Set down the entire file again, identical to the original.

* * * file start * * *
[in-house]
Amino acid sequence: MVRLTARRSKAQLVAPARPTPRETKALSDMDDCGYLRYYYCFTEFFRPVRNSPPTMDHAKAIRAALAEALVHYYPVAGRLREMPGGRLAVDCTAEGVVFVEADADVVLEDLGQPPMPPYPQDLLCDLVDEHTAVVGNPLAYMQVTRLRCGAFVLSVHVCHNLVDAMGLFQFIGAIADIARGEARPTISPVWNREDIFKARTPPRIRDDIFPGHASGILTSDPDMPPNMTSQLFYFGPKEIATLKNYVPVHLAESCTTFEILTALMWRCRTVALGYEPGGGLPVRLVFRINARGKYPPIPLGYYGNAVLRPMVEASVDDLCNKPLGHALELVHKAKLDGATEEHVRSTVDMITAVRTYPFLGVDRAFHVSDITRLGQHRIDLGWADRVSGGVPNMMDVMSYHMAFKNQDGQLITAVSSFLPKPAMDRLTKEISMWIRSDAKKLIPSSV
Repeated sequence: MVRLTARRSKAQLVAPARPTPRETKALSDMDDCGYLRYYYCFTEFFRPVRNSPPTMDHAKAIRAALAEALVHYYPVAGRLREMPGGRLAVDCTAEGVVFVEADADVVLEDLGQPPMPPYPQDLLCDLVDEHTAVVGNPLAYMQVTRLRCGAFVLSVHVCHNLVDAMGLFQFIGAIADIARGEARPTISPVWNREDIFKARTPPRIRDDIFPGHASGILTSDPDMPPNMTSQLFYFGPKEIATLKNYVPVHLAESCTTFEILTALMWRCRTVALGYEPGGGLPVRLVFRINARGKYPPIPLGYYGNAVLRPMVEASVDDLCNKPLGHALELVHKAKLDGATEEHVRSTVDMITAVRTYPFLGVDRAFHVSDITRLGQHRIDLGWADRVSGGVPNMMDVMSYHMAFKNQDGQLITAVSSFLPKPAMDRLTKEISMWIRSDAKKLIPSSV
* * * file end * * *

[in-house]
Amino acid sequence: MVRLTARRSKAQLVAPARPTPRETKALSDMDDCGYLRYYYCFTEFFRPVRNSPPTMDHAKAIRAALAEALVHYYPVAGRLREMPGGRLAVDCTAEGVVFVEADADVVLEDLGQPPMPPYPQDLLCDLVDEHTAVVGNPLAYMQVTRLRCGAFVLSVHVCHNLVDAMGLFQFIGAIADIARGEARPTISPVWNREDIFKARTPPRIRDDIFPGHASGILTSDPDMPPNMTSQLFYFGPKEIATLKNYVPVHLAESCTTFEILTALMWRCRTVALGYEPGGGLPVRLVFRINARGKYPPIPLGYYGNAVLRPMVEASVDDLCNKPLGHALELVHKAKLDGATEEHVRSTVDMITAVRTYPFLGVDRAFHVSDITRLGQHRIDLGWADRVSGGVPNMMDVMSYHMAFKNQDGQLITAVSSFLPKPAMDRLTKEISMWIRSDAKKLIPSSV
Repeated sequence: MVRLTARRSKAQLVAPARPTPRETKALSDMDDCGYLRYYYCFTEFFRPVRNSPPTMDHAKAIRAALAEALVHYYPVAGRLREMPGGRLAVDCTAEGVVFVEADADVVLEDLGQPPMPPYPQDLLCDLVDEHTAVVGNPLAYMQVTRLRCGAFVLSVHVCHNLVDAMGLFQFIGAIADIARGEARPTISPVWNREDIFKARTPPRIRDDIFPGHASGILTSDPDMPPNMTSQLFYFGPKEIATLKNYVPVHLAESCTTFEILTALMWRCRTVALGYEPGGGLPVRLVFRINARGKYPPIPLGYYGNAVLRPMVEASVDDLCNKPLGHALELVHKAKLDGATEEHVRSTVDMITAVRTYPFLGVDRAFHVSDITRLGQHRIDLGWADRVSGGVPNMMDVMSYHMAFKNQDGQLITAVSSFLPKPAMDRLTKEISMWIRSDAKKLIPSSV